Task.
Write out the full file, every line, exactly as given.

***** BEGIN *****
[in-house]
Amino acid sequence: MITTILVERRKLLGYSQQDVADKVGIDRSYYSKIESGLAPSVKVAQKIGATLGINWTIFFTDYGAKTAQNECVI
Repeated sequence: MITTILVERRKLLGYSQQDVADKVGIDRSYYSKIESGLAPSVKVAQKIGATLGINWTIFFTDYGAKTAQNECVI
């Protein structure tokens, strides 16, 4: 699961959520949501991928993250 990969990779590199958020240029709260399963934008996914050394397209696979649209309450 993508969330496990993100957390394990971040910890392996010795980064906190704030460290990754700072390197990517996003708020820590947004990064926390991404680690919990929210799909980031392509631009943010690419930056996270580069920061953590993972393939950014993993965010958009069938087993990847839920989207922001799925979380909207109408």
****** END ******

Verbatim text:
[in-house]
Amino acid sequence: MITTILVERRKLLGYSQQDVADKVGIDRSYYSKIESGLAPSVKVAQKIGATLGINWTIFFTDYGAKTAQNECVI
Repeated sequence: MITTILVERRKLLGYSQQDVADKVGIDRSYYSKIESGLAPSVKVAQKIGATLGINWTIFFTDYGAKTAQNECVI
């Protein structure tokens, strides 16, 4: 699961959520949501991928993250 990969990779590199958020240029709260399963934008996914050394397209696979649209309450 993508969330496990993100957390394990971040910890392996010795980064906190704030460290990754700072390197990517996003708020820590947004990064926390991404680690919990929210799909980031392509631009943010690419930056996270580069920061953590993972393939950014993993965010958009069938087993990847839920989207922001799925979380909207109408």